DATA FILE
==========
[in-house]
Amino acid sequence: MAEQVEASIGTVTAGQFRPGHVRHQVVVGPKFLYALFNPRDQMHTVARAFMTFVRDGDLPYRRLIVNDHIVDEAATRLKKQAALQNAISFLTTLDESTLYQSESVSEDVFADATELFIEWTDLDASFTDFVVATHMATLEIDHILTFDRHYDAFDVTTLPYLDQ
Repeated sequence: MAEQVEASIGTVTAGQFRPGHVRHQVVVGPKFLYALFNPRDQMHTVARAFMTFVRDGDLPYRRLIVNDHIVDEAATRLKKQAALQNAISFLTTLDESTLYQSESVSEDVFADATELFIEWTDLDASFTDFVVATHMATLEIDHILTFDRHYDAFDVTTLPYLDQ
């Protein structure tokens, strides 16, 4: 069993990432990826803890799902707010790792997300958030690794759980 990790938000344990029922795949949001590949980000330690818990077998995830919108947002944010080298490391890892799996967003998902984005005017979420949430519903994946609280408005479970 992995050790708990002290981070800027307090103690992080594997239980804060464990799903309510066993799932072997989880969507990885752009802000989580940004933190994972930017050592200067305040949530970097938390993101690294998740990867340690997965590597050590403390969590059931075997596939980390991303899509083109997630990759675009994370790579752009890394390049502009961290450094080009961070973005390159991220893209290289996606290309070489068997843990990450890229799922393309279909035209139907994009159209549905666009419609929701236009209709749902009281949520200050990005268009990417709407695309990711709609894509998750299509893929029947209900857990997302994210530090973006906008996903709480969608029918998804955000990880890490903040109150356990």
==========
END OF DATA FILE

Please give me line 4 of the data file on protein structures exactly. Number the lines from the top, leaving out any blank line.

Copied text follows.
């Protein structure tokens, strides 16, 4: 069993990432990826803890799902707010790792997300958030690794759980 990790938000344990029922795949949001590949980000330690818990077998995830919108947002944010080298490391890892799996967003998902984005005017979420949430519903994946609280408005479970 992995050790708990002290981070800027307090103690992080594997239980804060464990799903309510066993799932072997989880969507990885752009802000989580940004933190994972930017050592200067305040949530970097938390993101690294998740990867340690997965590597050590403390969590059931075997596939980390991303899509083109997630990759675009994370790579752009890394390049502009961290450094080009961070973005390159991220893209290289996606290309070489068997843990990450890229799922393309279909035209139907994009159209549905666009419609929701236009209709749902009281949520200050990005268009990417709407695309990711709609894509998750299509893929029947209900857990997302994210530090973006906008996903709480969608029918998804955000990880890490903040109150356990």